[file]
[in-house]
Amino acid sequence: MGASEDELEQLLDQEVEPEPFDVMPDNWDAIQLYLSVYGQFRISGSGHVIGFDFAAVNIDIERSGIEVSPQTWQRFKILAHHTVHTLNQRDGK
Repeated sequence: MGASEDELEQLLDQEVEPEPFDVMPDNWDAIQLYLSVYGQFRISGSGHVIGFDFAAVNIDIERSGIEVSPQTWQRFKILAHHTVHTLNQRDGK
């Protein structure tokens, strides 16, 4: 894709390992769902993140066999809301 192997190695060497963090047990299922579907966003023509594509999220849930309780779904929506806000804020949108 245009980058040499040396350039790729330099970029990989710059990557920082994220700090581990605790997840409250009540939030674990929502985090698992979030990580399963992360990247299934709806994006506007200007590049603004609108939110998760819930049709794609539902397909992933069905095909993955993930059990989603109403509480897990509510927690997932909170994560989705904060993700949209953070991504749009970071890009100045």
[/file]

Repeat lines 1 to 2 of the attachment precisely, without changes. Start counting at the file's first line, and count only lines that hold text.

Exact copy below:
[in-house]
Amino acid sequence: MGASEDELEQLLDQEVEPEPFDVMPDNWDAIQLYLSVYGQFRISGSGHVIGFDFAAVNIDIERSGIEVSPQTWQRFKILAHHTVHTLNQRDGK